I always put on that "I'm-a-Christian" face because I didn't want to disappoint anyone, including my mom and my sister. I was able to hide my feelings very well.

During this season of rebellion, I was constantly out with guys from work, drinking at their houses, playing video games until we blacked out — sometimes waking up the next morning not knowing how I got home.

The anger was something I was able to tuck away in a dark closet on Sunday mornings.

Hanging out with members of the NewSpring Columbia band between services helped us bond like family.

Walls Torn Down

Eventually, I realized that was not something my dad would have wanted for me. I didn’t want to show up to church knowing I had gone crazy the night before, and that pushed me to make a change.

It was around that time one of my friends invited me to come to church with him at NewSpring for Christmas 2011. It was a completely different style of church. I wanted a fresh start, and NewSpring made me feel like that was possible.

Dad's death felt like God was punishing me. But at NewSpring, the big point I kept getting in challenging ways was that God was not against me. He was after me — to get me and bring me home!

I was attending NewSpring every now and then until late June when I decided to try out for the band as a drummer. From then on, I started to see Jesus for who He was.

I was able to open up and be set free.

The band got to hang out and play together and share fun times and hard times. I was able to learn about community from them, and that was a big step.

The band and the production staff became true friends and a second family. They were people who truly cared about my life and how I was doing; people who wanted to see me grow closer to Jesus.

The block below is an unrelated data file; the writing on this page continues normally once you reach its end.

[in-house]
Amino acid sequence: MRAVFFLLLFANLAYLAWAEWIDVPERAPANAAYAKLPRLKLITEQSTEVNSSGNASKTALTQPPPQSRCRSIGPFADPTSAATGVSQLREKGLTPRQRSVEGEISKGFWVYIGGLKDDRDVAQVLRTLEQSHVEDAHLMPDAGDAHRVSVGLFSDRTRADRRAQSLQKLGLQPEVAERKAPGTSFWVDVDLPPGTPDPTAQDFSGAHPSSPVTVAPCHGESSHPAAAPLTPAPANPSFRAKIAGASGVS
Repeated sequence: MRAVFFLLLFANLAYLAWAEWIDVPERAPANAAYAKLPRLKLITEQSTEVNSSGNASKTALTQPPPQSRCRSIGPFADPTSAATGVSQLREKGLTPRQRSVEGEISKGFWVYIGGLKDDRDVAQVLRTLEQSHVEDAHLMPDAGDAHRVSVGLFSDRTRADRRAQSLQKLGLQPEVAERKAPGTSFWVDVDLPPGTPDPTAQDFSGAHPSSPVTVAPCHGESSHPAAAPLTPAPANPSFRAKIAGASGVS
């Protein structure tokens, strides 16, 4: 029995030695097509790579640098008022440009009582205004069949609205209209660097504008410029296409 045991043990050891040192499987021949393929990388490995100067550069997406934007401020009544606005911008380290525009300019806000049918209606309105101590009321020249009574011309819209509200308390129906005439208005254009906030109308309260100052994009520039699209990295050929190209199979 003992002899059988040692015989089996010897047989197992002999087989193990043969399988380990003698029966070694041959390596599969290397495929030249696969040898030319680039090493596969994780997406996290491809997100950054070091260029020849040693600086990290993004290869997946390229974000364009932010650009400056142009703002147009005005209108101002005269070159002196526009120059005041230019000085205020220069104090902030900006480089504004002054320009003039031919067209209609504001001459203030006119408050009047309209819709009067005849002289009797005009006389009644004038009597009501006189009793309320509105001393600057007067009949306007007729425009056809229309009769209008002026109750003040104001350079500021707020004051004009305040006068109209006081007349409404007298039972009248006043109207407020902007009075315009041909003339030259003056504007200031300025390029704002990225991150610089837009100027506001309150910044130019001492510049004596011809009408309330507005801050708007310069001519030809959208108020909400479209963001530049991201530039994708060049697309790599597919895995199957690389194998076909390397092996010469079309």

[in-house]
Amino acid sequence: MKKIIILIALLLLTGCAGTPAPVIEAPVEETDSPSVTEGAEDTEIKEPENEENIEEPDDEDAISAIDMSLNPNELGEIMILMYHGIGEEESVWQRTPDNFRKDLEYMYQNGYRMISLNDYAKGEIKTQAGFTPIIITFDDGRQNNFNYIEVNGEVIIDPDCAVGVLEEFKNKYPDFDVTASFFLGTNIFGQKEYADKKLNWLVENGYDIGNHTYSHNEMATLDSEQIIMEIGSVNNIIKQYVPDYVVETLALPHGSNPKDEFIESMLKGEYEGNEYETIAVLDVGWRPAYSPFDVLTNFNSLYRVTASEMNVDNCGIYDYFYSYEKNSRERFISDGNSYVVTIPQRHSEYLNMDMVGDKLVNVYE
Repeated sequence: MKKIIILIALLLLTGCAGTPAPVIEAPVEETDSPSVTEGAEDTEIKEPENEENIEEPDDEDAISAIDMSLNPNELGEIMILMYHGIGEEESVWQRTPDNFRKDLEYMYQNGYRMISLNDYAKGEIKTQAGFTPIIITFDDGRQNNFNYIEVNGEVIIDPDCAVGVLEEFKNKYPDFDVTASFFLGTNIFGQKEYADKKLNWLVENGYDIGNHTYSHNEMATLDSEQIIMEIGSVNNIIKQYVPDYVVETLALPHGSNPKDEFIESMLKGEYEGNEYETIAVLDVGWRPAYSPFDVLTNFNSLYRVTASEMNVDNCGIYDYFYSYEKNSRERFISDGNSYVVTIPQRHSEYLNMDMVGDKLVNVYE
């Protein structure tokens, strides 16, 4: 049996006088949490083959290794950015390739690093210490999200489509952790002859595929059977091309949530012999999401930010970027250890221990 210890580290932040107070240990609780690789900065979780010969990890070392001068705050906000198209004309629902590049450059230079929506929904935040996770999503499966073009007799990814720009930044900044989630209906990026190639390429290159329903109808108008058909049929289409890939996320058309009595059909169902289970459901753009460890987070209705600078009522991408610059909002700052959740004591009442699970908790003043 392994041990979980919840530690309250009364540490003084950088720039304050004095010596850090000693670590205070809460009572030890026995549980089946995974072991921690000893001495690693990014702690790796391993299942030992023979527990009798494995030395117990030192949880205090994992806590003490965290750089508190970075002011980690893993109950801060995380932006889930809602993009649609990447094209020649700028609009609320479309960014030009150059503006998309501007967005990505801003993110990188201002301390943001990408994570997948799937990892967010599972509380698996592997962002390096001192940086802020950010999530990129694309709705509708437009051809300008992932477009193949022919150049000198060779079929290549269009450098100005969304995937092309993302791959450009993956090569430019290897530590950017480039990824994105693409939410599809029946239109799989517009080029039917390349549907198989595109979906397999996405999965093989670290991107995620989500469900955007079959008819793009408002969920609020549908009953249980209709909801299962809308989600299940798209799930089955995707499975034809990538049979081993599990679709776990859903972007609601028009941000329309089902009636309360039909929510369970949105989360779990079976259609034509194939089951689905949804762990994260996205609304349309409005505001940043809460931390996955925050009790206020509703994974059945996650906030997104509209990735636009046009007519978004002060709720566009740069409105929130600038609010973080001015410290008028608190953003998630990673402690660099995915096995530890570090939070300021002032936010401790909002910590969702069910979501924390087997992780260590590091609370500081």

I saw God as a murderer for a long time, but my community helped me tear down the wall of negativity and anger and focus on the joy that He is bringing me.

My dad encouraged me to learn the drums. God used my musical gift to lead me toward healing by playing with the NewSpring Columbia band.  

Through the Valley

I can’t be mad at God for doing the things He does because I know, in the long run, it will be the best thing that can happen.

Through the thing He gifted me with, playing an instrument, I was able to open up and be set free.

I came to realize how God, by "taking" my earthly father, showed me much more love than I could ever imagine. I am able to focus on the good, not the bad, and that’s how I know the Lord has moved in my life.

I am completely at peace with what the Lord has done.

I will remember what my dad did for people. I can follow in his footsteps and leave a small amount of legacy like he did.

It’s definitely a fight to follow Jesus, but I know I am completely at peace with what the Lord has done. Now I know my dad is seeing Jesus face-to-face, and I know, truly, the Lord has looked at him and said, ‘Well done good and faithful servant.”

My goal now is to share my story and my dad’s story. People need to understand that things happen, and they are not going to be easy, but the Lord is going to be with them through it all.